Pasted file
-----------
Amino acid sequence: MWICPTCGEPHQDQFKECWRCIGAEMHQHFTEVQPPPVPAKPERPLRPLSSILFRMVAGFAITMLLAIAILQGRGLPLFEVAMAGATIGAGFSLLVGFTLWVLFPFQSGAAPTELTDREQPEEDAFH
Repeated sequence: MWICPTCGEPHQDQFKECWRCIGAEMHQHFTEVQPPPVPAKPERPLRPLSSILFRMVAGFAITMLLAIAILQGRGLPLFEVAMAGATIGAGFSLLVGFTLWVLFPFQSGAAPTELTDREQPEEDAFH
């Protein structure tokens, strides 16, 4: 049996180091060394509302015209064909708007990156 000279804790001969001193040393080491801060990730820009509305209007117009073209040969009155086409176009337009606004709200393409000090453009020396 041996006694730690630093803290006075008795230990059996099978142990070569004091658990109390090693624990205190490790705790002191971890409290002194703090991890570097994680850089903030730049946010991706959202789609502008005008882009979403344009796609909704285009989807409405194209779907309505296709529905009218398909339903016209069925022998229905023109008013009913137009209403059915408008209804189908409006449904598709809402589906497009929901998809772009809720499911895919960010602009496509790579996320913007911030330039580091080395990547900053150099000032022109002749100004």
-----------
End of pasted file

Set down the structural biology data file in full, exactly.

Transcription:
Amino acid sequence: MWICPTCGEPHQDQFKECWRCIGAEMHQHFTEVQPPPVPAKPERPLRPLSSILFRMVAGFAITMLLAIAILQGRGLPLFEVAMAGATIGAGFSLLVGFTLWVLFPFQSGAAPTELTDREQPEEDAFH
Repeated sequence: MWICPTCGEPHQDQFKECWRCIGAEMHQHFTEVQPPPVPAKPERPLRPLSSILFRMVAGFAITMLLAIAILQGRGLPLFEVAMAGATIGAGFSLLVGFTLWVLFPFQSGAAPTELTDREQPEEDAFH
């Protein structure tokens, strides 16, 4: 049996180091060394509302015209064909708007990156 000279804790001969001193040393080491801060990730820009509305209007117009073209040969009155086409176009337009606004709200393409000090453009020396 041996006694730690630093803290006075008795230990059996099978142990070569004091658990109390090693624990205190490790705790002191971890409290002194703090991890570097994680850089903030730049946010991706959202789609502008005008882009979403344009796609909704285009989807409405194209779907309505296709529905009218398909339903016209069925022998229905023109008013009913137009209403059915408008209804189908409006449904598709809402589906497009929901998809772009809720499911895919960010602009496509790579996320913007911030330039580091080395990547900053150099000032022109002749100004």